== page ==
To each dog his own diet
The dog has not the same nutritional requirements as Man. Consequently, it’s not a good thing for him to eat "like his masters." His daily intake should include, in a balanced way, all the nutrients essential to his health, taking into account his specific features: breed, size, age, activity. This balance which strives to meet as closely as possible the specific and unique requirements of every animal is the objective of Health Nutrition.
Unlike Man who is an omnivore whose body has adapted to foods as varied as meat, vegetables and fruit, the dog has a highly targeted intestinal flora which is 1,000 times less dense. For that reason and many others, it is a serious mistake to consider that the dog may be fed like Man.
While the dog’s diet must satisfy all his needs, without any deficiency or excess, to ensure he stays fit and full of energy all his life long, Health Nutrition enables to meet his nutritional requirements according to his size, his age, his physiological condition (entire or sterilized...) and his activity, but also to sensitivities specific to each dog population. There are nearly 400 breeds that show great diversity.
According to his size
The extent of the weight and size ranges between the different canine breeds is one of the largest in the animal kingdom. It goes from the Chihuahua weighing 1 kg to the Saint Bernard weighing 100 kg or more, i.e. a 1 to 100 ratio. This range results in morphological, physiological, metabolic and behavioral differences, with major consequences on health and diet. Thus, the higher the adult dog’s weight is, the more his energy requirement per kilogram decreases. Consequently, a small breed dog should receive a food with a higher energy–and fat–concentration, than a medium breed dog. In large breed dogs, the increase in energy density enables to decrease meal volume and thus to compensate for their more limited digestive capacity. The energy concentration increase also implies an increase in concentrations of protein, minerals, vitamins... As for the kibble shape and texture, it should be suited to the size, shape and strength of jaws to promote proper prehension, without wastage, and encourage crunching.
According to his activity
A working dog, such as for instance a hunting dog or a rescue dog, will not have the same nutritional requirements as a city dog going out on a leash only twice a day. The fact is that, within a single breed, differences can be found between working champions and beauty champions. This is not a matter of fashion, but of specialization.
A female who expects puppies has increased requirements as regards protein, energy and minerals as early as the 6th week of gestation. Then, lactation causes again a considerable increase in her nutritional requirements due to the exceptional richness of milk and to the quantity to be supplied. A 25-kg bitch who has given birth to 6 puppies will reach maximum production, i.e. 2 liters a day, when her puppies have approximately three weeks of age. Only a specific diet enables to meet such needs.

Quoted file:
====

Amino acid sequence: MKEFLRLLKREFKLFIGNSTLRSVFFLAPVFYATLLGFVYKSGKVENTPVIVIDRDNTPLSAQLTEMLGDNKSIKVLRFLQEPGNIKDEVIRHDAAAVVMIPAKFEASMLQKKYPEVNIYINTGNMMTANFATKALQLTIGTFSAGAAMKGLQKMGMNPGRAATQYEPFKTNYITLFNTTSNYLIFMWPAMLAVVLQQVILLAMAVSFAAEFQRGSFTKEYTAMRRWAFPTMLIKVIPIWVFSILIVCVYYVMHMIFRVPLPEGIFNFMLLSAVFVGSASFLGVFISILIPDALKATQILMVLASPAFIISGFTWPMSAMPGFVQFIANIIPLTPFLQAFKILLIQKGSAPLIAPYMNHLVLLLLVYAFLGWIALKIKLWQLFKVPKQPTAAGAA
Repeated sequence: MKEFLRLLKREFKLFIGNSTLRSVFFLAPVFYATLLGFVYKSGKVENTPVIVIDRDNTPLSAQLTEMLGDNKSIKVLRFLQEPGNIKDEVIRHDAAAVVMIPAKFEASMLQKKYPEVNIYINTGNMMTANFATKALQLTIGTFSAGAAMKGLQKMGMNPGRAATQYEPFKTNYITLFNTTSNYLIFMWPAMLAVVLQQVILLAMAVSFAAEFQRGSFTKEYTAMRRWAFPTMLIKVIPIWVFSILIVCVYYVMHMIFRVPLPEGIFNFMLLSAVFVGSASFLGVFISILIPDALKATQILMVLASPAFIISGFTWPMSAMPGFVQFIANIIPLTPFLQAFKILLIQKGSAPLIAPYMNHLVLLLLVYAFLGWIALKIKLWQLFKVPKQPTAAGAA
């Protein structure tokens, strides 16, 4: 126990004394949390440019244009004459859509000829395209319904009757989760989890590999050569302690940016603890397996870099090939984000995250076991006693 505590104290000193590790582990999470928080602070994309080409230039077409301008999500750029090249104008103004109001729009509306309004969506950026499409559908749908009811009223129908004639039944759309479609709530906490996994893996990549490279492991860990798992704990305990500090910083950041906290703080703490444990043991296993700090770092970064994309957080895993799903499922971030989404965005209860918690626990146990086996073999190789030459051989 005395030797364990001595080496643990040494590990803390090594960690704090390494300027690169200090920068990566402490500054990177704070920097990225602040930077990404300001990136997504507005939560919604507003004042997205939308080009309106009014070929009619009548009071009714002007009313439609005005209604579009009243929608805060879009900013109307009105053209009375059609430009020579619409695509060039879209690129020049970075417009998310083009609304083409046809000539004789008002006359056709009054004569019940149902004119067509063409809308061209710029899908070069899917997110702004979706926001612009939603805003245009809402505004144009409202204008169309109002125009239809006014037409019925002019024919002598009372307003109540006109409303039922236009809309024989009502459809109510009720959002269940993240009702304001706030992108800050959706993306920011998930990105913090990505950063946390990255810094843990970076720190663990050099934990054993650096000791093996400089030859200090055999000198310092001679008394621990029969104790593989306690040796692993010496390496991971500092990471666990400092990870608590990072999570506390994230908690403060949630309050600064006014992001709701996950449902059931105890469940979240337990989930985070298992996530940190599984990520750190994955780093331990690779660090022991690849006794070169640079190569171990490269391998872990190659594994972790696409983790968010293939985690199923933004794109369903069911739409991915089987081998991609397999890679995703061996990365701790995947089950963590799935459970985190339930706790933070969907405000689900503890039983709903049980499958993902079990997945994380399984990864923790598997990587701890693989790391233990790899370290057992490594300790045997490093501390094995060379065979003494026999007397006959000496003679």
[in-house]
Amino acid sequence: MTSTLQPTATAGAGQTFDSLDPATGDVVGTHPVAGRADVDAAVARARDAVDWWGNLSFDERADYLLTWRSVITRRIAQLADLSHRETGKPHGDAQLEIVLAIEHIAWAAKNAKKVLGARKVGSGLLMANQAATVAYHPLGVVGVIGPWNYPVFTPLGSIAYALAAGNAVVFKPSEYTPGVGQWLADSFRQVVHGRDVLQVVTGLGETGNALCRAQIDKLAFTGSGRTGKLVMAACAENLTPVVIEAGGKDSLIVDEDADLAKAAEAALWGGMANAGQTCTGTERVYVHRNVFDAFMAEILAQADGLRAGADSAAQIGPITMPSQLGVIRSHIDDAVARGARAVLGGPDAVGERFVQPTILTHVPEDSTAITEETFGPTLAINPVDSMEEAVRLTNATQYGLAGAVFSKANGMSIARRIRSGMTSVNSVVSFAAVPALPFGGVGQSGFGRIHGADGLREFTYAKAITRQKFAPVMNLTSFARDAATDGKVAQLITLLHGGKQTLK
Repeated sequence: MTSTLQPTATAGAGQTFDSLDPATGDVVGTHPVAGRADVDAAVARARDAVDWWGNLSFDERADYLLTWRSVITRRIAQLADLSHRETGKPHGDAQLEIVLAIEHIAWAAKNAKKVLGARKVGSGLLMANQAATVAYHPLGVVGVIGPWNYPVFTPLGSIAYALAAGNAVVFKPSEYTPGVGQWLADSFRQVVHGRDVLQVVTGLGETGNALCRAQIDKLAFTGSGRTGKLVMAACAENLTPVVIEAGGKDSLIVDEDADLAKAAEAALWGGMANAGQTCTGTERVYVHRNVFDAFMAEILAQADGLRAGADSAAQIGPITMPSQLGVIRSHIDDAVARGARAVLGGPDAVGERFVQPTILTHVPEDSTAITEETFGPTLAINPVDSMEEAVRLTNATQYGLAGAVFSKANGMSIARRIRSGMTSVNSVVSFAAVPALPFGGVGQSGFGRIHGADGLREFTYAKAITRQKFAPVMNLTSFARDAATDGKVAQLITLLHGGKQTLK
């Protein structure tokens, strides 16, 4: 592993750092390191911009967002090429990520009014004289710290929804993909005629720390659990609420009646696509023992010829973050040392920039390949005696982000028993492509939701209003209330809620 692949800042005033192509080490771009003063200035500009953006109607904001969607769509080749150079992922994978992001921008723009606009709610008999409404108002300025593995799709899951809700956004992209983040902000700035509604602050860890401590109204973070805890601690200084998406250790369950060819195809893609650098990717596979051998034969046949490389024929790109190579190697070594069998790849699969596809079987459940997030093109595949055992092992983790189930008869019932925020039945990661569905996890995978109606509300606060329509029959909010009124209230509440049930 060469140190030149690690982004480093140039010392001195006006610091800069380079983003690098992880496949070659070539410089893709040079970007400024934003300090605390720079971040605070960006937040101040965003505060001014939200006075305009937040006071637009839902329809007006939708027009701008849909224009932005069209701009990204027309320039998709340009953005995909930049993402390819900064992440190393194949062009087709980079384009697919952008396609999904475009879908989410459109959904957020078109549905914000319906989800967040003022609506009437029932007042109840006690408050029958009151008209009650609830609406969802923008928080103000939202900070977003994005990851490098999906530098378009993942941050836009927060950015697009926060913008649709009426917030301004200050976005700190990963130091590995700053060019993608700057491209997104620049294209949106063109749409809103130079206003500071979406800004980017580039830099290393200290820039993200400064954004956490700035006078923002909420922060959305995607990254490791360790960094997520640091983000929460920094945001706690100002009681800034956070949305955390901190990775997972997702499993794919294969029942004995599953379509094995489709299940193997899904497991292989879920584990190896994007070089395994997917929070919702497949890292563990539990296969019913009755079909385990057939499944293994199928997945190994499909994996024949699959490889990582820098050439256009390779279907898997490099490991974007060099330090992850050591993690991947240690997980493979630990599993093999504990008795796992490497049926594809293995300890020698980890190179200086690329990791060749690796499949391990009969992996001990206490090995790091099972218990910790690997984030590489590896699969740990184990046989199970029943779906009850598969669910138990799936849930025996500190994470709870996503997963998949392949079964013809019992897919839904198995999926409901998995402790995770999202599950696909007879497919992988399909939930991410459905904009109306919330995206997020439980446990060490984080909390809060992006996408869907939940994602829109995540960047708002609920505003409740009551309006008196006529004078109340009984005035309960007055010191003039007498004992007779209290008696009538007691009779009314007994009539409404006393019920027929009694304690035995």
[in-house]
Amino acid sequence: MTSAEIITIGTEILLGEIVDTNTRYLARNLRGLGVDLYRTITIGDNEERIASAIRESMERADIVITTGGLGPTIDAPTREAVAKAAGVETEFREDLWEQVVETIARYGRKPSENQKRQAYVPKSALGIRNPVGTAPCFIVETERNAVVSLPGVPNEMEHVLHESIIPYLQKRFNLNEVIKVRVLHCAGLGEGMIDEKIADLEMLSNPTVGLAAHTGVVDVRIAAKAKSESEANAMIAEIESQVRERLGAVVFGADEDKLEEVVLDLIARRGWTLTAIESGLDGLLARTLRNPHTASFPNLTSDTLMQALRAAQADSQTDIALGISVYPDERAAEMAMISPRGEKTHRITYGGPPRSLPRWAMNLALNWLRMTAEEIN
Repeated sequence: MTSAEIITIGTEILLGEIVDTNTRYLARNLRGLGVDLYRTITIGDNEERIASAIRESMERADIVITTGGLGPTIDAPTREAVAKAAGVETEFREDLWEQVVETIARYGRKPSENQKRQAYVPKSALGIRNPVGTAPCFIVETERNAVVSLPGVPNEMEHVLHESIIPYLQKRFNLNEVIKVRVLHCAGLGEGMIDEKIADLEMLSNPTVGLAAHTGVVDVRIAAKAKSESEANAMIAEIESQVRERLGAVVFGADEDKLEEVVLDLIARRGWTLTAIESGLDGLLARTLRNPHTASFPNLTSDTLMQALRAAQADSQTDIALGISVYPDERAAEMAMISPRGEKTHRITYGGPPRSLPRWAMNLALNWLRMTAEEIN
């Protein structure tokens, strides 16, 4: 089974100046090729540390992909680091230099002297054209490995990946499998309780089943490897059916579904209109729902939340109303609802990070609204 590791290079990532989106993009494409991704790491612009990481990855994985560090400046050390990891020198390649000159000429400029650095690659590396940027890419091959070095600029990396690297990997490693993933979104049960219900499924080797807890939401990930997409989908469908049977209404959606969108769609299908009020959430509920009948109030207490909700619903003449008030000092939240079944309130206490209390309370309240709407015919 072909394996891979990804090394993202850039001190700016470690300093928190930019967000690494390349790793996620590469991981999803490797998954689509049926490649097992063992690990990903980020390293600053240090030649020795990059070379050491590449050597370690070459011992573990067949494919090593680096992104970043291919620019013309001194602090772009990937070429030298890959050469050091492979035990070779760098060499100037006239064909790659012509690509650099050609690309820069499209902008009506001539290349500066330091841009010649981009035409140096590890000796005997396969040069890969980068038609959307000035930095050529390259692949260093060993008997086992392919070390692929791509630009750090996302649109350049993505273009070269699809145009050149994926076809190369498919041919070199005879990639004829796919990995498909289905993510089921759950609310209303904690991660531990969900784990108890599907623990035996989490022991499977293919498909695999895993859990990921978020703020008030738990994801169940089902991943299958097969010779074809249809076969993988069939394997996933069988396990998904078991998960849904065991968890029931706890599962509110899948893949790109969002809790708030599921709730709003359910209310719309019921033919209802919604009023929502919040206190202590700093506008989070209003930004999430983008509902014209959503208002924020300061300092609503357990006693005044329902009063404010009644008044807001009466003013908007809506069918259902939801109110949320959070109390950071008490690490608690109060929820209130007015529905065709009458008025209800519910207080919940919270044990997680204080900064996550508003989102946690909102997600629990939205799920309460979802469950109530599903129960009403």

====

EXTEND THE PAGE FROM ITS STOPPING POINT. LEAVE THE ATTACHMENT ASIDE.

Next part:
According to his lifestyle
Certain dogs, especially in small-sized breeds, have an exclusively urban and essentially "Indoor" lifestyle, i.e. they live indoors. The risk of excess weight gain should then be especially considered in these dogs. They do have little opportunity to expend their energy and the relationship uniting them to their owner is very affective. The latter’s temptation to "spoil" his animal present at all moments of daily life may generate nutritional imbalances. A Health Nutrition food suited to these Indoor MINIS and provided in the recommended quantities enables to prevent this risk and to preserve their fitness weight. As for food rewards, they should be done away with, except if they observe food requirements and are integrated into the daily food intake.
According to his age
Before being considered as aged, the dog reaches the age of maturity, when the signs of aging are not yet visible. It is possible to accompany this maturity by an anti-aging Health Nutrition food that will help him retain his vitality and fight against the effects of cell aging.
When the dog has spent 75 to 80% of his life expectancy, he can then really be considered as aged. Health Nutrition may have a preventive role in many cases of chronic diseases accompanying aging, or enable to limit the expression of clinical symptoms. Vitamins E and C, taurine, lutein and betacarotenes thus support the natural defenses of the aged dog when they are integrated in the right quantities. The essential fatty acids in fish oil (omega 3) and borage (omega 6) contribute to preserving skin and coat health.
Aged dogs do not make up a homogeneous group. The diet of the aged dog in good health should be differentiated from that of the sick aged dog. Regular veterinary examinations are indispensable. They aim at detecting possible body failures at kidney, heart... level as early as possible.